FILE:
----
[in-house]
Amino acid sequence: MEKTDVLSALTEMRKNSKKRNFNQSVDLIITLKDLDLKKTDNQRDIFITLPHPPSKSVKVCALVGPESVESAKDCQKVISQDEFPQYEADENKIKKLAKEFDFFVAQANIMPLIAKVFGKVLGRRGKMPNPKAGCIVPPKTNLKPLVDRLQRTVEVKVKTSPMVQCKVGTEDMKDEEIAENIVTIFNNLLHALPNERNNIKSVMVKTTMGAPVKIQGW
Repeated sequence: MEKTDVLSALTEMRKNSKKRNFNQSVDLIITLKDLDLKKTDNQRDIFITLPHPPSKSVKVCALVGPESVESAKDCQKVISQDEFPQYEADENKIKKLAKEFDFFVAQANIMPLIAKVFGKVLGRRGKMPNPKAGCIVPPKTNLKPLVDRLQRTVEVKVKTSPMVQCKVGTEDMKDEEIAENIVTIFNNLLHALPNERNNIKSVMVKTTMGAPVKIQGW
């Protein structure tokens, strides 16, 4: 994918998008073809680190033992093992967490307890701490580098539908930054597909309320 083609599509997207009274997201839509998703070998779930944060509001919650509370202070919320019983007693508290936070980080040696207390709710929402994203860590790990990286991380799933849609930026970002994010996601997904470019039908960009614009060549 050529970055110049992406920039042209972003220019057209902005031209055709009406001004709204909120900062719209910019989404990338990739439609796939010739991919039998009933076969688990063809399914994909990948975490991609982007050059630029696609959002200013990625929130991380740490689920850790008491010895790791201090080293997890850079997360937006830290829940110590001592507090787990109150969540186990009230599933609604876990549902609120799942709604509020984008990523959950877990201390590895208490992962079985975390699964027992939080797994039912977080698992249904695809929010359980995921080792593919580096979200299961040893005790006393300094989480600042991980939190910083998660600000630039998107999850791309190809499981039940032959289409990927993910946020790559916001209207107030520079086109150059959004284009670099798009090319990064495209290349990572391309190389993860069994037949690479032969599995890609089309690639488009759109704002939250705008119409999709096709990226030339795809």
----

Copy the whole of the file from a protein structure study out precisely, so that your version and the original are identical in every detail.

[in-house]
Amino acid sequence: MEKTDVLSALTEMRKNSKKRNFNQSVDLIITLKDLDLKKTDNQRDIFITLPHPPSKSVKVCALVGPESVESAKDCQKVISQDEFPQYEADENKIKKLAKEFDFFVAQANIMPLIAKVFGKVLGRRGKMPNPKAGCIVPPKTNLKPLVDRLQRTVEVKVKTSPMVQCKVGTEDMKDEEIAENIVTIFNNLLHALPNERNNIKSVMVKTTMGAPVKIQGW
Repeated sequence: MEKTDVLSALTEMRKNSKKRNFNQSVDLIITLKDLDLKKTDNQRDIFITLPHPPSKSVKVCALVGPESVESAKDCQKVISQDEFPQYEADENKIKKLAKEFDFFVAQANIMPLIAKVFGKVLGRRGKMPNPKAGCIVPPKTNLKPLVDRLQRTVEVKVKTSPMVQCKVGTEDMKDEEIAENIVTIFNNLLHALPNERNNIKSVMVKTTMGAPVKIQGW
């Protein structure tokens, strides 16, 4: 994918998008073809680190033992093992967490307890701490580098539908930054597909309320 083609599509997207009274997201839509998703070998779930944060509001919650509370202070919320019983007693508290936070980080040696207390709710929402994203860590790990990286991380799933849609930026970002994010996601997904470019039908960009614009060549 050529970055110049992406920039042209972003220019057209902005031209055709009406001004709204909120900062719209910019989404990338990739439609796939010739991919039998009933076969688990063809399914994909990948975490991609982007050059630029696609959002200013990625929130991380740490689920850790008491010895790791201090080293997890850079997360937006830290829940110590001592507090787990109150969540186990009230599933609604876990549902609120799942709604509020984008990523959950877990201390590895208490992962079985975390699964027992939080797994039912977080698992249904695809929010359980995921080792593919580096979200299961040893005790006393300094989480600042991980939190910083998660600000630039998107999850791309190809499981039940032959289409990927993910946020790559916001209207107030520079086109150059959004284009670099798009090319990064495209290349990572391309190389993860069994037949690479032969599995890609089309690639488009759109704002939250705008119409999709096709990226030339795809």